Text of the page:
Israeli lawmakers among best compensated, report says
REPORTING FROM JERUSALEM -- The public did not respond kindly this year when members of the Knesset, Israel's 120-seat parliament, received a clothing stipend of more than $1,000 each.
After a heated parliamentary committee debate, a team was appointed to review legislators' salaries and benefits, which some members maintained were low by international standards.
Now a study conducted by the Knesset Research and Information Center at the request of lawmaker Meir Shetrit, who heads the team, has found that Israel's lawmakers earn nearly 38% more than most of their counterparts around the world in terms of buying power in their country. The research surveyed the salaries of members of 24 parliaments and found that Israeli lawmakers enjoy the fourth-highest buying power, after Canadian, American and German legislators.
According to the study, published in Haaretz's economic magazine The Marker this week (in Hebrew), the annual buying power of an Israeli member of parliament totals 417,000 shekels (about $112,000). It should be noted that lawmakers in Israel are not allowed to work outside parliament, unlike in many other countries.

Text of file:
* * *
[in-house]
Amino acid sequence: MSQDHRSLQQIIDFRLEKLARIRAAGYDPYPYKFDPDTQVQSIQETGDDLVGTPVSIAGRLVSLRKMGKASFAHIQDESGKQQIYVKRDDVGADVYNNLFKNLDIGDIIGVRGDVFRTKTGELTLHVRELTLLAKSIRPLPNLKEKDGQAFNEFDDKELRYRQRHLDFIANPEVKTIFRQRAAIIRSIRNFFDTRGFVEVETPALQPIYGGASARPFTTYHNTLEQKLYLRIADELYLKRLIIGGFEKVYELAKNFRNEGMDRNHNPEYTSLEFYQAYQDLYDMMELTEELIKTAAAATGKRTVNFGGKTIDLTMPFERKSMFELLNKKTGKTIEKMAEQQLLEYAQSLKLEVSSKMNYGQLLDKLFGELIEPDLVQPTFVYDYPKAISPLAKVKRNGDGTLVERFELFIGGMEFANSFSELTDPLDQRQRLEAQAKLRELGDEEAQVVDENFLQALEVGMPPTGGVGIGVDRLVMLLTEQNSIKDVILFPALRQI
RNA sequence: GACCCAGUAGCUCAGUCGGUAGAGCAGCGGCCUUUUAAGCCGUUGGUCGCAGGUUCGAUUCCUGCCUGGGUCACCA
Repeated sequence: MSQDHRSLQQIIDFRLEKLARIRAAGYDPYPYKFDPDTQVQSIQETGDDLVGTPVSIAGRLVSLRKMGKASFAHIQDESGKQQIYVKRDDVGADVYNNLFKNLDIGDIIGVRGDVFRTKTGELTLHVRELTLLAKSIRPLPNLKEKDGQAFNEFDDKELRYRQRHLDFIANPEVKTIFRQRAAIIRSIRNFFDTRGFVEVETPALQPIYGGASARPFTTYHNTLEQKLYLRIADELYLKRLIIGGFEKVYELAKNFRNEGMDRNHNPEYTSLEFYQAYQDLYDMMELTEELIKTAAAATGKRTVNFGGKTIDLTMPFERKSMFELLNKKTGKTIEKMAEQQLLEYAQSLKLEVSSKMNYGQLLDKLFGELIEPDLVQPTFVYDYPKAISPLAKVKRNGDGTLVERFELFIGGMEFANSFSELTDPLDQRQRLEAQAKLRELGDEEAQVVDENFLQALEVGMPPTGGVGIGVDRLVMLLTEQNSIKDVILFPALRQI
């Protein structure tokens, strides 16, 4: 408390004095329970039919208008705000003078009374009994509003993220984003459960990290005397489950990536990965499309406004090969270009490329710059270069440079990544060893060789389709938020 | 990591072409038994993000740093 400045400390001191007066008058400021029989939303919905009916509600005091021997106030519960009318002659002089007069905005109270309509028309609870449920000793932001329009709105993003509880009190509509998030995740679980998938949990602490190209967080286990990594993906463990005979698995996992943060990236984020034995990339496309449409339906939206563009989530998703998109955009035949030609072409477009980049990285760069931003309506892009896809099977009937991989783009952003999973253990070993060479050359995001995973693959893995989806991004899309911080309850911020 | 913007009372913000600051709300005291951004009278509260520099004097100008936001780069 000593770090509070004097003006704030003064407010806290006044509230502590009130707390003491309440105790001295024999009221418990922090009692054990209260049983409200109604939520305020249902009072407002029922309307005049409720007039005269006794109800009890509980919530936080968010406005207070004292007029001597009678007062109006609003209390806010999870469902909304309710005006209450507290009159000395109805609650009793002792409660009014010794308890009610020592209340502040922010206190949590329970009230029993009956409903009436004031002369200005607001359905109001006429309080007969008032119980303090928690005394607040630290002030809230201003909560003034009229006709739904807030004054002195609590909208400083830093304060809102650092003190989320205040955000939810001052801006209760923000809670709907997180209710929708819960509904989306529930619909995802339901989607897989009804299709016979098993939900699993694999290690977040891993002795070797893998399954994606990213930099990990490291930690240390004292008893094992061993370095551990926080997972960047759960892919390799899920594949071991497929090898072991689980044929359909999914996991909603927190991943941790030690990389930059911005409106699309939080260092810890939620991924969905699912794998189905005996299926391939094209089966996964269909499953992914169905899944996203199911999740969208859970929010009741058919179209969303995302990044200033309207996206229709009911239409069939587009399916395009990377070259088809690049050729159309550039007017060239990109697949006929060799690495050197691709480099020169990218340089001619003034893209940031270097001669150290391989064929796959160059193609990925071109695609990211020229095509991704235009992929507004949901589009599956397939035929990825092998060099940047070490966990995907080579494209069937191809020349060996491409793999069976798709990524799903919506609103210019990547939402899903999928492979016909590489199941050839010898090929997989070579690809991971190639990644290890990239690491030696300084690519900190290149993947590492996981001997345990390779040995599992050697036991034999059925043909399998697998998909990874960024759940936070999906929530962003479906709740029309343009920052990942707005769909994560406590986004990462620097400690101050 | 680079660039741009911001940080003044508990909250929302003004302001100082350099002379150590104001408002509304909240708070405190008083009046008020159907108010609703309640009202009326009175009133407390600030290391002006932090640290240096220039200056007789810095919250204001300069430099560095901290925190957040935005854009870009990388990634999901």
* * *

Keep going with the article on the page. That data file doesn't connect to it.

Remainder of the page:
Another study by the same research center found that women in civil service in Israel earn an average of 23% less than men. Different factors contribute to this gap, including that fewer women hold high-level positions. Women account for 65% of the civil service workforce but only 47% hold high-level jobs, according to the center.
In the Knesset, women hold 24 of the 120 seats.
Lawmaker Tzipi Hotovely, chair of the Knesset's women affairs committee, told reporters: "Israel is light-years away from gender equality, especially in the work force."
-- Batsheva Sobelman